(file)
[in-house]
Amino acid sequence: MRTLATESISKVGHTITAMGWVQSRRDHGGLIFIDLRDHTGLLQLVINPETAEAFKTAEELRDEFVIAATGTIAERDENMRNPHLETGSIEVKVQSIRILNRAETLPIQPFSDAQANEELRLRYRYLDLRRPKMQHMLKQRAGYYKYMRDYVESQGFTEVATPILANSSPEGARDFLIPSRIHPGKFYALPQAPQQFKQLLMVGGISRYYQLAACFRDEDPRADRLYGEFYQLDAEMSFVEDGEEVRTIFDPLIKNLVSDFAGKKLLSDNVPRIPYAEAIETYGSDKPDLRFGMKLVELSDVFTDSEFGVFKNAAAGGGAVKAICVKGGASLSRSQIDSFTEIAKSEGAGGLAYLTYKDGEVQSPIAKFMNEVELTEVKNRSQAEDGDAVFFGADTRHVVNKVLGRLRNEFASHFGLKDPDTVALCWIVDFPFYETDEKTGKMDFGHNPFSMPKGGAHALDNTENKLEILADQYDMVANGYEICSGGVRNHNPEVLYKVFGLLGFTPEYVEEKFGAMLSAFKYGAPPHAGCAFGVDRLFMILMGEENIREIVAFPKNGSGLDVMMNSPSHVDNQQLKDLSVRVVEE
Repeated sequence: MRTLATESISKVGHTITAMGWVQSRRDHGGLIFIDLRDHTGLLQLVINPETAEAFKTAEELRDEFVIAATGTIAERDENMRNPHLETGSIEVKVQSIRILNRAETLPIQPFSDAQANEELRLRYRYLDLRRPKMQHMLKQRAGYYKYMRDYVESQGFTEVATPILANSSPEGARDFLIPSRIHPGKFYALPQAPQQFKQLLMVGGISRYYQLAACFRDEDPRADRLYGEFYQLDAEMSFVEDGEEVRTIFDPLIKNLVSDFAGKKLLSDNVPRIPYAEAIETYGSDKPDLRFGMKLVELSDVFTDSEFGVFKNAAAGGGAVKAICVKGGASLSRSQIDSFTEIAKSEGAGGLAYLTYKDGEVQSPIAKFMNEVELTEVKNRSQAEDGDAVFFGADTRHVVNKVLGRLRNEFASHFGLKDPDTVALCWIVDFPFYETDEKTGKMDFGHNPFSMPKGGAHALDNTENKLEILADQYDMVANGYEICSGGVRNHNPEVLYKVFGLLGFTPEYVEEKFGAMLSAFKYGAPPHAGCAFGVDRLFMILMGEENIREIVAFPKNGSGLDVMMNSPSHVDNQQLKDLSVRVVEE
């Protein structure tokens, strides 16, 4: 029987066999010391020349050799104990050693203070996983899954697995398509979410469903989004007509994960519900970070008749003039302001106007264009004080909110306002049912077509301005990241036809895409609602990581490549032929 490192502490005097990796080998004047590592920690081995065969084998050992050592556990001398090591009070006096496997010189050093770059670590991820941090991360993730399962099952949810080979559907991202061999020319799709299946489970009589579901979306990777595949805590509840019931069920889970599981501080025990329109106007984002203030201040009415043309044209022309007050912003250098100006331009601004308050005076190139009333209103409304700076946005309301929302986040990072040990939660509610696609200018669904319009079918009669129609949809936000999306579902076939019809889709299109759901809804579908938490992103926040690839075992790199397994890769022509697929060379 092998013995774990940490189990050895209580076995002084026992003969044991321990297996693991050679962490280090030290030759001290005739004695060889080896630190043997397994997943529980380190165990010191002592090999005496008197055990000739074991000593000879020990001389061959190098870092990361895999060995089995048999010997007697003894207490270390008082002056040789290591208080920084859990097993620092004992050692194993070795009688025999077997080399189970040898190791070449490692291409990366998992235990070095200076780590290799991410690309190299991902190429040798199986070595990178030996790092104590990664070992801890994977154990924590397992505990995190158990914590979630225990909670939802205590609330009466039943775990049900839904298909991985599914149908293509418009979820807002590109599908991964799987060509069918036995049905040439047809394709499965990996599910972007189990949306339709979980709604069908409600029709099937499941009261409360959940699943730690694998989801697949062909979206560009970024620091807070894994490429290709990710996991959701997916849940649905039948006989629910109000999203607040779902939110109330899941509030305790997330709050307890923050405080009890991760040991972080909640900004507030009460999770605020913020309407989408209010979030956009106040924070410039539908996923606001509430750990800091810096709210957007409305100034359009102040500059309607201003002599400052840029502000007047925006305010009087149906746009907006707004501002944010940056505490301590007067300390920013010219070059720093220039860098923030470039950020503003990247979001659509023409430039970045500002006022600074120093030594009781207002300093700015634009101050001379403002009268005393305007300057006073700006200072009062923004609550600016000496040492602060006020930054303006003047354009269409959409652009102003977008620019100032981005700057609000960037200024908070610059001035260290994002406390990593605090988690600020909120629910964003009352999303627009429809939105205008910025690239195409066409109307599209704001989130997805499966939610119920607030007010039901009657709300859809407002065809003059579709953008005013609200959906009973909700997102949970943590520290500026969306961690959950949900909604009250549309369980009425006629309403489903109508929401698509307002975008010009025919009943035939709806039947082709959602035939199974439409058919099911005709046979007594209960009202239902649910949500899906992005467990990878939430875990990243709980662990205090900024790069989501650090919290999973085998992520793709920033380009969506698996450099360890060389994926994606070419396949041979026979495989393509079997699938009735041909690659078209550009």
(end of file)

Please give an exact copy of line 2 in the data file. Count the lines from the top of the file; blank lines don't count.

Amino acid sequence: MRTLATESISKVGHTITAMGWVQSRRDHGGLIFIDLRDHTGLLQLVINPETAEAFKTAEELRDEFVIAATGTIAERDENMRNPHLETGSIEVKVQSIRILNRAETLPIQPFSDAQANEELRLRYRYLDLRRPKMQHMLKQRAGYYKYMRDYVESQGFTEVATPILANSSPEGARDFLIPSRIHPGKFYALPQAPQQFKQLLMVGGISRYYQLAACFRDEDPRADRLYGEFYQLDAEMSFVEDGEEVRTIFDPLIKNLVSDFAGKKLLSDNVPRIPYAEAIETYGSDKPDLRFGMKLVELSDVFTDSEFGVFKNAAAGGGAVKAICVKGGASLSRSQIDSFTEIAKSEGAGGLAYLTYKDGEVQSPIAKFMNEVELTEVKNRSQAEDGDAVFFGADTRHVVNKVLGRLRNEFASHFGLKDPDTVALCWIVDFPFYETDEKTGKMDFGHNPFSMPKGGAHALDNTENKLEILADQYDMVANGYEICSGGVRNHNPEVLYKVFGLLGFTPEYVEEKFGAMLSAFKYGAPPHAGCAFGVDRLFMILMGEENIREIVAFPKNGSGLDVMMNSPSHVDNQQLKDLSVRVVEE